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Unix Timestamps

Unix timestamps in PHP are integers that represent the number of seconds that have elapsed since the Unix Epoch, which is set at 00:00:00 UTC on January 1, 1970. This is a standardized point in time used across many operating systems and programming languages.

Unix timestamps provide a consistent way to represent time across different systems, time zones, and locales. Working with Unix timestamps makes it easy to perform arithmetic operations on dates and times. You can add or subtract seconds to calculate new dates easily. If you need to compare two dates, it's often easier to work with them as Unix timestamps.

Retrieving a Unix Timestamp

We already learned how to grab a Unix timestamp when working with files. We can use the time() function. Here's a simple example:

$timestamp = time();
echo $timestamp; // Outputs the current Unix timestamp

This function always returns the current timestamp.

Specific Timestamps

Sometimes, we may want to grab a timestamp with a specific date or time. The strtotime() function in PHP is a powerful tool used to parse a human-readable date and time string into a Unix timestamp. It takes a string representation of a date and time, along with an optional base timestamp, and returns the corresponding Unix timestamp.

The basic syntax of strtotime() is as follows:

strtotime(string $datetime, ?int $baseTimestamp = null): int|false
  • $datetime: The input string representing the date and time. This can be in many different formats, including relative formats like "next Monday" or "3 days ago."
  • $baseTimestamp: An optional Unix timestamp that serves as the base time for relative calculations. If not provided, the current timestamp is used.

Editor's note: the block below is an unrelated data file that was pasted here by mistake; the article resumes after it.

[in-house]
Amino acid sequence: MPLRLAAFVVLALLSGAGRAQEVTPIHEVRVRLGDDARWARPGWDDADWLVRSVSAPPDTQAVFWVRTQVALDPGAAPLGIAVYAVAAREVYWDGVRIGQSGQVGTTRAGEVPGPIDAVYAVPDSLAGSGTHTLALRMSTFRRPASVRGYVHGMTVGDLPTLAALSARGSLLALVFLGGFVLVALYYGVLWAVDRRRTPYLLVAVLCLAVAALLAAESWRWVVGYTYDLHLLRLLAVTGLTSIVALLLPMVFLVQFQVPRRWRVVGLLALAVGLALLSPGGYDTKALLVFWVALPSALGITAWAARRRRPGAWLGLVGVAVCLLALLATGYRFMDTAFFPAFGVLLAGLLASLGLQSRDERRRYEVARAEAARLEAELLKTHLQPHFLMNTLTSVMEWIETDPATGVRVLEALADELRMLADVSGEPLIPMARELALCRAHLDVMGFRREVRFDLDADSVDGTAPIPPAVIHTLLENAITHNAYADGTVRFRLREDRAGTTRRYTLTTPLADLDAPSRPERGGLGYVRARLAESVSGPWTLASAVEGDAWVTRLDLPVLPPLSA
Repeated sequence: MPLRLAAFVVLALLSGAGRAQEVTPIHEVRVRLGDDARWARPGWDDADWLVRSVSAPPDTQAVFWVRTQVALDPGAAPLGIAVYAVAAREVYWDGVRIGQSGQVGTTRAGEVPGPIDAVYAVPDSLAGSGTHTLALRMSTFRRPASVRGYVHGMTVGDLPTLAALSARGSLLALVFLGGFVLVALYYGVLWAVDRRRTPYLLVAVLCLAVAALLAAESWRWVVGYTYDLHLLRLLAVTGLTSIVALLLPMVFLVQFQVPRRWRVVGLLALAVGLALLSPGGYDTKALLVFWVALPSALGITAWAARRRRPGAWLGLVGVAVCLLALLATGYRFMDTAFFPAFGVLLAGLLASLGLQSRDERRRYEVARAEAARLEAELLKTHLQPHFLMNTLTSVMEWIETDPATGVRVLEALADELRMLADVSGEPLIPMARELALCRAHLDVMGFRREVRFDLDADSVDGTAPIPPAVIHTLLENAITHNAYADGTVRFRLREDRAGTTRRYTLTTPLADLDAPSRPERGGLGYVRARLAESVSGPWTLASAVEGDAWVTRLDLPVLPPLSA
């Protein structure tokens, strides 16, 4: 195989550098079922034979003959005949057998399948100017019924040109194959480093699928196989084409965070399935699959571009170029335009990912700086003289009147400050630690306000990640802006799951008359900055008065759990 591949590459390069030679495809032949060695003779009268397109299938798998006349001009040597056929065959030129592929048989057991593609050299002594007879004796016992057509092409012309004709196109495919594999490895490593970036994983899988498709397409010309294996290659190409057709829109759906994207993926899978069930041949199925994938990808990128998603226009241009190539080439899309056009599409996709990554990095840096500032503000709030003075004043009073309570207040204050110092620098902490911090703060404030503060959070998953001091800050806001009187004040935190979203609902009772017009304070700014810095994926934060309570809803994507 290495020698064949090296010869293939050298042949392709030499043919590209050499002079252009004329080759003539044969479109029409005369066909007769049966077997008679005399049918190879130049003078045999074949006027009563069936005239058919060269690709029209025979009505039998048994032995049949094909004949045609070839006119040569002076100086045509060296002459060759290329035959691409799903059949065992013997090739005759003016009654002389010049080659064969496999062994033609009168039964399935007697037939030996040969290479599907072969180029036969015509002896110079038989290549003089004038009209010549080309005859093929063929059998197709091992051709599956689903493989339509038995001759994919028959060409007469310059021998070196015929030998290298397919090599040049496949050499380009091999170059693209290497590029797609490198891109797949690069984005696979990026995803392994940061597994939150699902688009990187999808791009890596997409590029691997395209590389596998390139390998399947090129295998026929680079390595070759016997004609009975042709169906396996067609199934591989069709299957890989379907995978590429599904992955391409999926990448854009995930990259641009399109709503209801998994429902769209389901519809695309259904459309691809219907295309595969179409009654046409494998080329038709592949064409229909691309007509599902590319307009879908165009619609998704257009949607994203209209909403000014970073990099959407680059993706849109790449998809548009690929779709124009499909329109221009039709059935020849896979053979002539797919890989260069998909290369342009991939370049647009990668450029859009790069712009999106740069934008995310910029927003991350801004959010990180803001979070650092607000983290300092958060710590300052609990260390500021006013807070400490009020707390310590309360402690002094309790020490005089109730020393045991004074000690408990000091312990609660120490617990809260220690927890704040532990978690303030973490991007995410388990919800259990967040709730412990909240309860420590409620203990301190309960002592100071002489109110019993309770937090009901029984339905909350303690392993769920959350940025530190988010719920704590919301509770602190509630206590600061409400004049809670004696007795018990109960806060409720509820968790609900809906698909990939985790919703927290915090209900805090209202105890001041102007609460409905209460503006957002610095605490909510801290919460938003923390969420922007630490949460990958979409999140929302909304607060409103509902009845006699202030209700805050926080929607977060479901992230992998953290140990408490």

If the function is unable to parse the provided string, it will return false. It is timezone-aware, meaning that it will consider the current timezone setting in PHP.

Here's a basic example:

$timestamp = strtotime('2023-08-04 12:00:00');

In this example, we're passing along the date in the format specified here:

Relative Times

When using the strtotime() function, you can pass in a relative time format when you don't have an exact date in mind. Relative time formats are textual representations of time expressions that describe a specific time relative to another time (usually the current time).

Relative time formats can describe things like next Monday, 3 days ago, first day of next month, etc. They allow you to write time expressions in a human-readable form, which PHP can then convert into a Unix timestamp for further manipulation.

Using relative time expressions makes the code more intuitive and closer to natural language, making it easier to read and maintain. They provide a way to calculate dates without having to manually add or subtract days, weeks, or other units of time.

Symbols and Expressions Used with Relative Time Formats

  • + and -: Used to add or subtract time, e.g., +1 day, -3 weeks.
  • next, previous, this, and last: Used to refer to the next or last occurrence of a specific day, e.g., next Monday, last day of next month.
  • first and last: Used to refer to the first or last occurrence within a specific context, e.g., first day of January, last day of -1 month.
  • yesterday, today, tomorrow: Special keywords to refer to specific relative days.